A Muslim woman was asked to get off a plane without any explanation after she asked her neighbour to switch seats.
The Council on American Islamic Relations (CAIR) has called for an investigation of a possible “bias motive” as the woman was of Somali descent and was wearing a headscarf.
Hakima Abdulle was told to disembark a Southwest Airlines plane at a Chicago airport after she asked the man next to her whether she could move to the aisle seat, and he had agreed.
She was traveling alone on a connecting flight to help a pregnant family member in Seattle, according to Zainab Chaudry, the Maryland Outreach Manager at CAIR.
A flight attendant then approached Ms Abdulle and said they were not allowed to swap seats, despite the airline’s policy of unassigned seating.
Ms Abdulle asked why she could not switch. The flight attendant did not adequately respond and asked her to get off the plane.
When police asked the flight attendant at the gate if there was any reason why Ms Abdulle had been taken off the plane, the flight attendant replied “No” and that she “not feel comfortable” with the passenger.
Ms Abdulle asked to speak to a supervisor and was rebooked on a flight to Seattle several hours later.
“She suffered acute distress and anxiety as a result of this experience. She was publicly humiliated before a plane full of passengers,” said Ms Chaudry, who has called for an investigation and a formal apology by Southwest Airlines and to reimburse Ms Abdulle's airfare.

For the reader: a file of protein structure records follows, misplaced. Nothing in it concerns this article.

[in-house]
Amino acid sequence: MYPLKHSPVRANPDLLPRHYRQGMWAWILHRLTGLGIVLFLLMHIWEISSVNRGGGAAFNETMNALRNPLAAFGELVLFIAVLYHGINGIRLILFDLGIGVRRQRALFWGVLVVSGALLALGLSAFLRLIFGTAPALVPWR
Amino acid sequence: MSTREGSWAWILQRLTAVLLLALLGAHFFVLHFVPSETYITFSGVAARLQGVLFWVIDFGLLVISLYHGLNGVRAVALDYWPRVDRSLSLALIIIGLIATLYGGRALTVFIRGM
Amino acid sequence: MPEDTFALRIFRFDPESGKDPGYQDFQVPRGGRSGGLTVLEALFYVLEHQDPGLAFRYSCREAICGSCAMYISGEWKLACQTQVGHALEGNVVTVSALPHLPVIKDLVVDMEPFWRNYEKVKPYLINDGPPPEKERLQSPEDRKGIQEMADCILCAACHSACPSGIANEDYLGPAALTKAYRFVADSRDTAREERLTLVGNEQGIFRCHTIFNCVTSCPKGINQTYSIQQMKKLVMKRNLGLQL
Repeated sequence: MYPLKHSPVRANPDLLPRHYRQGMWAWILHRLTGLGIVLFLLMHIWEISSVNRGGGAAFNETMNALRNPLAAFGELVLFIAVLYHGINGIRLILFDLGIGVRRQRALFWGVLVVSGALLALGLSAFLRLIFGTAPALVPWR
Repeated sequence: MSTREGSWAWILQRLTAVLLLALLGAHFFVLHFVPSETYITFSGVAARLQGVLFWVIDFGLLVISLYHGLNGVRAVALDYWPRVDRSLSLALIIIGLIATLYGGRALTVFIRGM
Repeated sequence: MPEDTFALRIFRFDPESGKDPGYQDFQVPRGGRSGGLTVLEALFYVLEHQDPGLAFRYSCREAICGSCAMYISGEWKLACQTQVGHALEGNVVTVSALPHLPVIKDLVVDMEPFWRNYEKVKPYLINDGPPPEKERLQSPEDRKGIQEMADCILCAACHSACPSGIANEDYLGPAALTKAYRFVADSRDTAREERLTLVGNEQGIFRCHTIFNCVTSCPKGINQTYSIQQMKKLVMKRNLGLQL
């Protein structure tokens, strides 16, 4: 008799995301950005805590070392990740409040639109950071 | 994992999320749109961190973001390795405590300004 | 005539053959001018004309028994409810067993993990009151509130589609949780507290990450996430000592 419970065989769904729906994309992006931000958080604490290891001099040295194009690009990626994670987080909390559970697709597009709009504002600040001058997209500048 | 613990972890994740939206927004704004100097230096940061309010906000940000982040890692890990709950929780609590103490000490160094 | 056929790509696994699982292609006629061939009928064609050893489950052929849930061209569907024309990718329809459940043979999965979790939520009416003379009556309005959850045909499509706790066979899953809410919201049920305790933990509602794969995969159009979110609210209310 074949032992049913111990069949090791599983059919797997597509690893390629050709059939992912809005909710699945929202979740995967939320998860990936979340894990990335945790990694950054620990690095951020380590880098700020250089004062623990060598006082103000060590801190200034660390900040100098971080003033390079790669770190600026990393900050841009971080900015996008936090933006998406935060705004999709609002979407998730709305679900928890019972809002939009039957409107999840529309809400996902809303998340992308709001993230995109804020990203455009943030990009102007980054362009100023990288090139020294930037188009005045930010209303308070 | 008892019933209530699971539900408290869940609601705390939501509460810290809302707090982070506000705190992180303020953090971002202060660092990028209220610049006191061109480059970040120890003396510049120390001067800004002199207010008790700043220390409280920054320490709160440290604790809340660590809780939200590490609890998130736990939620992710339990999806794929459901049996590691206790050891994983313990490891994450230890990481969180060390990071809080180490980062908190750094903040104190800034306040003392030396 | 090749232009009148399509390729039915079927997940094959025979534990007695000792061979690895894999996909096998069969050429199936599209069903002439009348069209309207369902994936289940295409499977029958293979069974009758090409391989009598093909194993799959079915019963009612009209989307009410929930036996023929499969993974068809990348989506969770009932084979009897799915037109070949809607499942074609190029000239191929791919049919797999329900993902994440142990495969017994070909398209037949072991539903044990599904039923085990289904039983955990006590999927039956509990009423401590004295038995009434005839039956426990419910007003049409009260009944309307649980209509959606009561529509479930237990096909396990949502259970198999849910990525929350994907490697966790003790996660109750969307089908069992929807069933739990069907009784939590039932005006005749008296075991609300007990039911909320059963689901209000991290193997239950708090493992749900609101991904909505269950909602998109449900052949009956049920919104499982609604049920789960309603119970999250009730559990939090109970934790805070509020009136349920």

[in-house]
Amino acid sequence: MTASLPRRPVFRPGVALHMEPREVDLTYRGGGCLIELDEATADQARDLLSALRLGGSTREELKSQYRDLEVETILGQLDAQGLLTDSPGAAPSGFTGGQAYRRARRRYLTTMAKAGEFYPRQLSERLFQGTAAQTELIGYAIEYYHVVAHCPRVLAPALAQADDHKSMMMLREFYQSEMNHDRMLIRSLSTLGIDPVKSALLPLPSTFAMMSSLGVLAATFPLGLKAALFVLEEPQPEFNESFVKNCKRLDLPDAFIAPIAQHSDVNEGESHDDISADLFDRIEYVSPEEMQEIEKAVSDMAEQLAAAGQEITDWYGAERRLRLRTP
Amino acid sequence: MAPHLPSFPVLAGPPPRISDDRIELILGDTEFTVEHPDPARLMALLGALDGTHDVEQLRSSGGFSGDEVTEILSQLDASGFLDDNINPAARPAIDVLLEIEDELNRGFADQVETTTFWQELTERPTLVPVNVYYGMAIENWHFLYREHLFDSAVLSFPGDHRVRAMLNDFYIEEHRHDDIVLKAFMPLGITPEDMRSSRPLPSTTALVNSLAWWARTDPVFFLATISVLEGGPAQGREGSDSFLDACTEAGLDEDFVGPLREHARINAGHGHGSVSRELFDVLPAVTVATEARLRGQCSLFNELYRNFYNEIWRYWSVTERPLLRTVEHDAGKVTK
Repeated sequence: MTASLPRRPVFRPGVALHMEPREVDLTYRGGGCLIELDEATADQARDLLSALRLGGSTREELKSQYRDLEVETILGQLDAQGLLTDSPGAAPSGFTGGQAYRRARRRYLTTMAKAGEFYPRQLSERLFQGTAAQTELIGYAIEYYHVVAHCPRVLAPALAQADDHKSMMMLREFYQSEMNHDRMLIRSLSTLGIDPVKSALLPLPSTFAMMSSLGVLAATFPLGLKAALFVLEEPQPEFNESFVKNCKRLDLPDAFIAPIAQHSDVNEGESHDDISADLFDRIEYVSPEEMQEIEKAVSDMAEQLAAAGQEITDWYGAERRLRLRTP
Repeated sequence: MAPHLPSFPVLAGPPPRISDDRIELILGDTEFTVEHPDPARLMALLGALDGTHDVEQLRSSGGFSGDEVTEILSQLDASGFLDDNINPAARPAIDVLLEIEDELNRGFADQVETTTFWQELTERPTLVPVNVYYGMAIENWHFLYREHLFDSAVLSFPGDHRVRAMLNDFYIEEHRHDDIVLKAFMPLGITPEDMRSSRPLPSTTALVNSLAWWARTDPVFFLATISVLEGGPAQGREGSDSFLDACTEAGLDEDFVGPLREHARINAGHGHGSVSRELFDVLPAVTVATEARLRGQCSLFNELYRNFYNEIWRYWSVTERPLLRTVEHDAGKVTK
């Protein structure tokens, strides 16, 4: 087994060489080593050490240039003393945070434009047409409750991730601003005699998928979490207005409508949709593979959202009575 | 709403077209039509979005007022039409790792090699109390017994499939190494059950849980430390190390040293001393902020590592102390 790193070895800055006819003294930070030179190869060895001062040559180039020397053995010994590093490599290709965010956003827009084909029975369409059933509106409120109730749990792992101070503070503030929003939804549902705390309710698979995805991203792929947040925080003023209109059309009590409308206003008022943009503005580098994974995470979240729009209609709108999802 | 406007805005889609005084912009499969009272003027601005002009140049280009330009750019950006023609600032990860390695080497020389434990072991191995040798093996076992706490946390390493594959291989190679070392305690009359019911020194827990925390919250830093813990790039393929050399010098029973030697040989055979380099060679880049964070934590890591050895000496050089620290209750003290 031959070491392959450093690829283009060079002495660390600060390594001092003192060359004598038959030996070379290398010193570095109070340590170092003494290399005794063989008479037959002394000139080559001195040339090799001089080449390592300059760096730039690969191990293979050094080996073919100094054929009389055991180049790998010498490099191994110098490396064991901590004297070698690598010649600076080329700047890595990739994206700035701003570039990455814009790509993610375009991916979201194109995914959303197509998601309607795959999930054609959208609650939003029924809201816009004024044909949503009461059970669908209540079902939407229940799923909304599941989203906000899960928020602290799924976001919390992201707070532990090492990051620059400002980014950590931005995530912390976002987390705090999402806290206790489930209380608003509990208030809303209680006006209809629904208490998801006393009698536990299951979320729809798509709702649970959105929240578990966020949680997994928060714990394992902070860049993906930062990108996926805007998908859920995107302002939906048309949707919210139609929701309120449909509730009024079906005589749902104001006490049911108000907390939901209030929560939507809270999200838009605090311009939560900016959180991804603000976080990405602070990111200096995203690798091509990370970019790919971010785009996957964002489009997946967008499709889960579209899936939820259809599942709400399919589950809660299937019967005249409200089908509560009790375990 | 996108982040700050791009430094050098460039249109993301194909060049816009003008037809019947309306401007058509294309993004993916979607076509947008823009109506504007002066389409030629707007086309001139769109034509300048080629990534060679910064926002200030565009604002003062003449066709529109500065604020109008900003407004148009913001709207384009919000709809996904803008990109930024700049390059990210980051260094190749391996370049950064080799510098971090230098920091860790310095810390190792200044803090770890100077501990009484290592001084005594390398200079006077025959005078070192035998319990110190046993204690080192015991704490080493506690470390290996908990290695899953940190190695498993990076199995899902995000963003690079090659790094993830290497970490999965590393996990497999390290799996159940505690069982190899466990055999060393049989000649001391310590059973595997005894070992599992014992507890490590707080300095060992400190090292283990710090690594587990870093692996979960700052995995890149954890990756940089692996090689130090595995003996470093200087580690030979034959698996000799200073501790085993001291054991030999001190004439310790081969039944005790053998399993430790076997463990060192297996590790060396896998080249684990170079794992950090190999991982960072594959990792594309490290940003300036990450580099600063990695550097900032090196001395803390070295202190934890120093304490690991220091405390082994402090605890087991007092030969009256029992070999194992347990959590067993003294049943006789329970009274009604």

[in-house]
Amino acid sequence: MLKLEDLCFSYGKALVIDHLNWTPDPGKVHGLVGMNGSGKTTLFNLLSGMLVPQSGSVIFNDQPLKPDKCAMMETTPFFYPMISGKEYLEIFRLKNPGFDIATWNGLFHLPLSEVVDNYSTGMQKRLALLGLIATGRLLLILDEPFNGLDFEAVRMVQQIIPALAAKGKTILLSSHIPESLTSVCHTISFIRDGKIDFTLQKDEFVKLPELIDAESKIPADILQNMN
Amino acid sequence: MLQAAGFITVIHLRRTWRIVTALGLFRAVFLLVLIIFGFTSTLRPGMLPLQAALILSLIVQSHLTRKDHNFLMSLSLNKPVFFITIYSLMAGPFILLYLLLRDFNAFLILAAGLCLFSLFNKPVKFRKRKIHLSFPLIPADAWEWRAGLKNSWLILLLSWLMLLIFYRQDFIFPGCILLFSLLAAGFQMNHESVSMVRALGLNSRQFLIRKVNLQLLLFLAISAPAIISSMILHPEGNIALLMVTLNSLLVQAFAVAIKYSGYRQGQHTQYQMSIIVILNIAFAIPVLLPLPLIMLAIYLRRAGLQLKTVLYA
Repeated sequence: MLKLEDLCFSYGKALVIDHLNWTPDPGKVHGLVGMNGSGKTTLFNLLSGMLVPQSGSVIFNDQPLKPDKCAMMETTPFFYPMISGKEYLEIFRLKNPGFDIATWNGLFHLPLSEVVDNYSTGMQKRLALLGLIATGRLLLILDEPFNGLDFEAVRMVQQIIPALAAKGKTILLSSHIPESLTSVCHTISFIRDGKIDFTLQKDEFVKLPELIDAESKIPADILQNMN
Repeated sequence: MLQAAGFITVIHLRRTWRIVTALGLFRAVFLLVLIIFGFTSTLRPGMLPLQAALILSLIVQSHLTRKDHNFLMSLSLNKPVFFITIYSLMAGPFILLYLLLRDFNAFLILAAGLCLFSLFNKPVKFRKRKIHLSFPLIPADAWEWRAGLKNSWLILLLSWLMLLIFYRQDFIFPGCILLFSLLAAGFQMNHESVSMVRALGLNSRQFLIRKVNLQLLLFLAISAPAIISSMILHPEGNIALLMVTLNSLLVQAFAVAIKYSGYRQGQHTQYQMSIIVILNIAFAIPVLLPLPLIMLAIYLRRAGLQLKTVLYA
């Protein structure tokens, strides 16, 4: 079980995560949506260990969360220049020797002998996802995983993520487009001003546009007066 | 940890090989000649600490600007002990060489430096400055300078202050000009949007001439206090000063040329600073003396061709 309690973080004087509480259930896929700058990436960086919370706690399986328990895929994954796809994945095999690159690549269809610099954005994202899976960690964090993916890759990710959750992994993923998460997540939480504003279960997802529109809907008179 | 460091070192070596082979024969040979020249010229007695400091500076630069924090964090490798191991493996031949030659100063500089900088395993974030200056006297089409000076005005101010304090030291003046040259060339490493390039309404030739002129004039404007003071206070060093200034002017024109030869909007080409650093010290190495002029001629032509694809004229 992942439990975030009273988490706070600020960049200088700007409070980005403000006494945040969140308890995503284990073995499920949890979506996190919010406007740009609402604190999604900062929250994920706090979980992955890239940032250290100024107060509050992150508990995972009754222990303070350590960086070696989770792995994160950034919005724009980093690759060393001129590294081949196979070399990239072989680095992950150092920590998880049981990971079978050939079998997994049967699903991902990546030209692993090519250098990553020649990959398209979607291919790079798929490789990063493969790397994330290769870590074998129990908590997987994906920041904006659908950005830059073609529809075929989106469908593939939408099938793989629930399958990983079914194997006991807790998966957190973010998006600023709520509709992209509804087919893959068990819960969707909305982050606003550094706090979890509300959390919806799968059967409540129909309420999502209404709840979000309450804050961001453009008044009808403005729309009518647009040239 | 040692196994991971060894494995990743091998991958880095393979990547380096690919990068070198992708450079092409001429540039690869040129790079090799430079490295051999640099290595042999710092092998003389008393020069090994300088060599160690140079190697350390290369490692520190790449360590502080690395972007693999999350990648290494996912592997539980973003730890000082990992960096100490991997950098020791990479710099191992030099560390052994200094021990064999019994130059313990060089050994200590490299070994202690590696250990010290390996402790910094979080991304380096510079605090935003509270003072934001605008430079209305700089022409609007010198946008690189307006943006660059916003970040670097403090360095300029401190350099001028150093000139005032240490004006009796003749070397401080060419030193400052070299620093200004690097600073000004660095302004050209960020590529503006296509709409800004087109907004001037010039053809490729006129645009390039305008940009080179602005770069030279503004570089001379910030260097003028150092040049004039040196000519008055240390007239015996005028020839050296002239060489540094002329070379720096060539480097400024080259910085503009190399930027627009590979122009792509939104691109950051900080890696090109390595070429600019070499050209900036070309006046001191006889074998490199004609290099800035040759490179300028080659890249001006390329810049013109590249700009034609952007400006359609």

Her husband, Abukar Fadaw, who spoke on his wife’s behalf at a press conference to discuss the incident while Ms Abdulle was in Seattle, said his wife became upset.
“She was crying in front of everybody,” he said.
He asked the flight attendant over the phone to explain why his wife was being escorted off the plane as she spoke limited English.
“They ignored me,” he said.
The couple’s lawyer, William Burgess, said it is a violation of federal law for an airline to discriminate against passengers on the basis of religion - yet he said he has received about half a dozen similar reports from Muslims this year alone.
A statement from Southwest Airlines read: "Information available, collected at the time of the event, indicates that our employees followed proper procedures in response to this customer's actions while onboard the aircraft. Out of respect for the customer's privacy, we will not share specifics about her conduct or travel experience.
It continued: "We are not in the business of removing passengers from flights without reason, our goal is to get each one of our Customers to their final destination safely. We are responsible for the comfort of all passengers and do not tolerate discrimination of any kind."
Ms Chaudry added the incident was part of “an alarming trend”.
Last month a Muslim couple and their three children were asked to leave a United Airlines plane at Chicago airport after the pilot cited “safety issues”.
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